* “The old gentleman, or rather old peasant, whose ambition had set the whole African veldt on fire, was clad in greasy black and wore an ancient high hat that might have dated from the Great Trek.” Paul Kruger pictured above. PS: Note that in 1898 Morley Roberts once interviewed Kruger on his stoep. Excerpt: “If few of our caricaturists have done Mr Kruger justice, they have seldom been entirely unjust. He is heavy and ungainly, and though his face is strong it is utterly uncultivated. He wears dark spectacles, and smokes a long pipe, and uses a great spittoon, and in using it does not always attain that accuracy of marksmanship supposed to be characteristic of the Boer. His whiskers are untrimmed, his hands are not quite clean; his clothes were probably never intended to fit him. And yet, in spite of everything, he has some of that dignity which comes from strength and a long habit of getting his own way.”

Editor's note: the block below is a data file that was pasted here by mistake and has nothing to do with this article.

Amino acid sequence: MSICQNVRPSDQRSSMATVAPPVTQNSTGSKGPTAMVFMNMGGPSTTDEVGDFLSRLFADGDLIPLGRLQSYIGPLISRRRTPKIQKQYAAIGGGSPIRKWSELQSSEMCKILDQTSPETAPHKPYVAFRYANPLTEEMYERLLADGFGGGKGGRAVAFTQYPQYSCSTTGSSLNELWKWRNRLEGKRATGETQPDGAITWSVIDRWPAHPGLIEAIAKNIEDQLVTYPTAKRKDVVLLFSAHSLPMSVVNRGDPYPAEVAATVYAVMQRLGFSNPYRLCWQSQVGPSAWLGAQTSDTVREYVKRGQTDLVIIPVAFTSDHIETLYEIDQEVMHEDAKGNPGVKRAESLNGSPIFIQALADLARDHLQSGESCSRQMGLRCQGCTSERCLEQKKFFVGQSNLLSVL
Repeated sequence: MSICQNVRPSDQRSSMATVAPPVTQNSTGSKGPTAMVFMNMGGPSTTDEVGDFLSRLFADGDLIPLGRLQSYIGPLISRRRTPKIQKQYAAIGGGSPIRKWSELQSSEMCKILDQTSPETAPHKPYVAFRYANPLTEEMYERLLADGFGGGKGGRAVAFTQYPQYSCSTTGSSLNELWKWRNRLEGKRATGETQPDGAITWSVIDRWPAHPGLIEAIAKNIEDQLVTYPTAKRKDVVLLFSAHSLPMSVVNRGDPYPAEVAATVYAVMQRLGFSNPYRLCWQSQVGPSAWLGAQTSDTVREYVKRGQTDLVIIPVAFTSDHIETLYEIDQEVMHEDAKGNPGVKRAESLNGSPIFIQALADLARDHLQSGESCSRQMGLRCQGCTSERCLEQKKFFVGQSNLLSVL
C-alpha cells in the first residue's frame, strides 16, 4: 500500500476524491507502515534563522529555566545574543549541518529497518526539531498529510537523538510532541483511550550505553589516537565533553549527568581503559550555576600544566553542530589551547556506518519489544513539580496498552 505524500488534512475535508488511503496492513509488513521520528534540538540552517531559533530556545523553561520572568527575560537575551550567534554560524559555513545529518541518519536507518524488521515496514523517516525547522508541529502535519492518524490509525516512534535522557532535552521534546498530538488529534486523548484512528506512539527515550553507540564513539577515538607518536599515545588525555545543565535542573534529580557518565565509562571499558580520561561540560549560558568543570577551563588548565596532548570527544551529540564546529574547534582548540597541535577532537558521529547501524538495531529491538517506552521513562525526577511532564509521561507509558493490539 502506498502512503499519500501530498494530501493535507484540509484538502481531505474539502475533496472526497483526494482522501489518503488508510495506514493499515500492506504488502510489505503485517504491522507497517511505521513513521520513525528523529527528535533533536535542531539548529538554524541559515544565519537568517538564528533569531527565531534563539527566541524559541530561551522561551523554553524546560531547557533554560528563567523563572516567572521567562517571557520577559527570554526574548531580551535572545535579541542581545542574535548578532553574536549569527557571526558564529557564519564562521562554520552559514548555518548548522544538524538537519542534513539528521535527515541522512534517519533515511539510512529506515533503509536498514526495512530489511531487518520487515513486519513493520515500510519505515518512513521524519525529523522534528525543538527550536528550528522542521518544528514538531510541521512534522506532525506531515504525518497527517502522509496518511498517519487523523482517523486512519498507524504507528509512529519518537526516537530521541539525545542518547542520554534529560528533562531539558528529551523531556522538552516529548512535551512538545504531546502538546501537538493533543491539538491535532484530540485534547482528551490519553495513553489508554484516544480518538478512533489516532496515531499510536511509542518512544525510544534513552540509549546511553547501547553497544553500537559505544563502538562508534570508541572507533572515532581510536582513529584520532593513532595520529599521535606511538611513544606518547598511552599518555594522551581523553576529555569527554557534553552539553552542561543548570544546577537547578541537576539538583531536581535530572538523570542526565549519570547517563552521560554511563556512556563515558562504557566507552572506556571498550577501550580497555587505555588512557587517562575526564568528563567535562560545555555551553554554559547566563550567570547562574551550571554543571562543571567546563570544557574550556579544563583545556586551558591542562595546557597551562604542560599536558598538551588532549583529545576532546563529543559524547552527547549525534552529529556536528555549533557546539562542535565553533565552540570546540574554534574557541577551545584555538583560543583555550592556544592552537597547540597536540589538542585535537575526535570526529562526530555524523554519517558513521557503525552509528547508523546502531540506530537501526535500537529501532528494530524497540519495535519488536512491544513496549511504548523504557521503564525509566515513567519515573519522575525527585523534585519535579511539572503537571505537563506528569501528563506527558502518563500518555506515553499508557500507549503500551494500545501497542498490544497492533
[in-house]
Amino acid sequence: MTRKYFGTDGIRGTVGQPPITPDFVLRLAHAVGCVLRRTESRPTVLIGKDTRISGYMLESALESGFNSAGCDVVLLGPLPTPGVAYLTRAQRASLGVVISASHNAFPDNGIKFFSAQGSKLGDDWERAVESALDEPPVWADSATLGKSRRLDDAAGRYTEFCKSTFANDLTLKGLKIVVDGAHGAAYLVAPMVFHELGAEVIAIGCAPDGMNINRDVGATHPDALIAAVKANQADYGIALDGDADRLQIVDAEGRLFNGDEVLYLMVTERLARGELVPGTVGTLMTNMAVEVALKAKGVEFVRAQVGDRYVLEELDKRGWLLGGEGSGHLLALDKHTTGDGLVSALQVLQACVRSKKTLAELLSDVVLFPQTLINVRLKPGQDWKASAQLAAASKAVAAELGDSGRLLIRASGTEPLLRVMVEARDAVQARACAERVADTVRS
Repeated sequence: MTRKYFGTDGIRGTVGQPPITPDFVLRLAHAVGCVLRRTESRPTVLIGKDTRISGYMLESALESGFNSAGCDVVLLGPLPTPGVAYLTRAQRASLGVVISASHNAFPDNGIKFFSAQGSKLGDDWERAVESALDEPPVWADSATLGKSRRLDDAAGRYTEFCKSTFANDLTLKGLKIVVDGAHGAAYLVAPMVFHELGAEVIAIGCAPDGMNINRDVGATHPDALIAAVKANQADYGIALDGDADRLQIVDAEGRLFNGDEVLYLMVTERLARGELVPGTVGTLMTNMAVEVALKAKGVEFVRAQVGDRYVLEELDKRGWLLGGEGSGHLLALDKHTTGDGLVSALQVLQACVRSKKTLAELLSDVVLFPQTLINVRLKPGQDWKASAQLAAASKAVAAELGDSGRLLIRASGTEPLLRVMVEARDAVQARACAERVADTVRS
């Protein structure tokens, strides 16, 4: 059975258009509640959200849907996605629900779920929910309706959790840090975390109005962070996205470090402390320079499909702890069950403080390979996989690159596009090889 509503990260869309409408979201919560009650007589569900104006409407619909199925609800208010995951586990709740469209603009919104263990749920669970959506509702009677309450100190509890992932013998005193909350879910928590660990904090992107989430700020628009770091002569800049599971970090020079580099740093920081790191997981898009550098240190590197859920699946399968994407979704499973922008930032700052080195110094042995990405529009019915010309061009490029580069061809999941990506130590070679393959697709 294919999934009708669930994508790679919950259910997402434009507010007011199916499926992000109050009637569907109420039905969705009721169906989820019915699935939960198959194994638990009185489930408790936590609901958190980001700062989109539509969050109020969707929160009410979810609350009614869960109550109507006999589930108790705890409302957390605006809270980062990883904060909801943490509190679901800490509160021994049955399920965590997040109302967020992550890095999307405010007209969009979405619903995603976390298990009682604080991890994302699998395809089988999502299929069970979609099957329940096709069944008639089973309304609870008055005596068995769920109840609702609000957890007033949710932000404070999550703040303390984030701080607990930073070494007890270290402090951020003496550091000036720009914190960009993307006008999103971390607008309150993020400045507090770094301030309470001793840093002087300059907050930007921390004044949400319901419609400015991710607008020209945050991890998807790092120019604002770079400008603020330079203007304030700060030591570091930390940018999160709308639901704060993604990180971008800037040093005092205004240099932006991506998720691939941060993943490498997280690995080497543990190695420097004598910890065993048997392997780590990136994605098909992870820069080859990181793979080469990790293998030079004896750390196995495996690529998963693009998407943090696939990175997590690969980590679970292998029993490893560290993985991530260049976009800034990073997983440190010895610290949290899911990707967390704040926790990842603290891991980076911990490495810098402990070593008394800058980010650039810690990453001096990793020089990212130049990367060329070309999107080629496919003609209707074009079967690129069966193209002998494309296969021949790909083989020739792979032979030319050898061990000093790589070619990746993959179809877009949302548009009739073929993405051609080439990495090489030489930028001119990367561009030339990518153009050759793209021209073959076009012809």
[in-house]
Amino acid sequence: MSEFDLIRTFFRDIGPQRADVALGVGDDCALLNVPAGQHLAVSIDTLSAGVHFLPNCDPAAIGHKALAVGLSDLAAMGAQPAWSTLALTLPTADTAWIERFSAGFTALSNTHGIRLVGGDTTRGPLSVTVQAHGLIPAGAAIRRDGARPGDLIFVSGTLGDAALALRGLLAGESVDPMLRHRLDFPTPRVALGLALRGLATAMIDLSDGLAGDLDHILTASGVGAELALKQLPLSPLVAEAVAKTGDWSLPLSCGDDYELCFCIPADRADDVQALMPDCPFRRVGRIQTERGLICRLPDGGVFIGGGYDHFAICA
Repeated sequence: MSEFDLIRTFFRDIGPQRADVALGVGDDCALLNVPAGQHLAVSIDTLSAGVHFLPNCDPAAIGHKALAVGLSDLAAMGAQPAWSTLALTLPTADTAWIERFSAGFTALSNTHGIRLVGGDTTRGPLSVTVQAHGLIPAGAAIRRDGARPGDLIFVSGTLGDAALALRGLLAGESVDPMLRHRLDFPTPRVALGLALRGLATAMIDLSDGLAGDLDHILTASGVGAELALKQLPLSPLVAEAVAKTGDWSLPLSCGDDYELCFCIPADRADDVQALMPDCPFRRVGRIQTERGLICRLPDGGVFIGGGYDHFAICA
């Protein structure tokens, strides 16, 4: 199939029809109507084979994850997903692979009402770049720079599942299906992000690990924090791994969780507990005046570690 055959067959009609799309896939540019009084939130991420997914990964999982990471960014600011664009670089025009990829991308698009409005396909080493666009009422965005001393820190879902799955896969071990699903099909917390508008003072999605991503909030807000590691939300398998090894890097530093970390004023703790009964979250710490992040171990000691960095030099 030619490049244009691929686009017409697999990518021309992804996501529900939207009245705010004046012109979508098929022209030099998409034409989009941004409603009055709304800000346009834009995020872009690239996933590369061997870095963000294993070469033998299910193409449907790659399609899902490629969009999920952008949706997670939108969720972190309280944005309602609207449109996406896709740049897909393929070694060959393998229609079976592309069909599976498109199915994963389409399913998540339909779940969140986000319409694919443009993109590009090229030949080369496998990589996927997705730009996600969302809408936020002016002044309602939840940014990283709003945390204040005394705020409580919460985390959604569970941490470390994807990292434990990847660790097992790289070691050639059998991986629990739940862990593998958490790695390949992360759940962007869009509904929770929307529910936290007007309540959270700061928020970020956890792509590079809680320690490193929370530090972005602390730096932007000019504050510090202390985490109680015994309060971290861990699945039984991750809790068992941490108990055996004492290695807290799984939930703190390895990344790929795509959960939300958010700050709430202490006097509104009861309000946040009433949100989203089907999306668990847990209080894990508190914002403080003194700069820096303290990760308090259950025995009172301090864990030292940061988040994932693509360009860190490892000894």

RADIUM AGE SCIENCE FICTION: “Radium Age” is HiLobrow’s name for the 1904–33 era, which saw the discovery of radioactivity, the revelation that matter itself is constantly in movement — a fitting metaphor for the first decades of the 20th century, during which old scientific, religious, political, and social certainties were shattered. This era also saw the publication of genre-shattering writing by Edgar Rice Burroughs, Sax Rohmer, E.E. “Doc” Smith, Jack London, Arthur Conan Doyle, Aldous Huxley, Olaf Stapledon, Karel Čapek, H.P. Lovecraft, Charlotte Perkins Gilman, Yevgeny Zamyatin, Philip Gordon Wylie, and other pioneers of post-Verne/Wells, pre-Golden Age “science fiction.” More info here.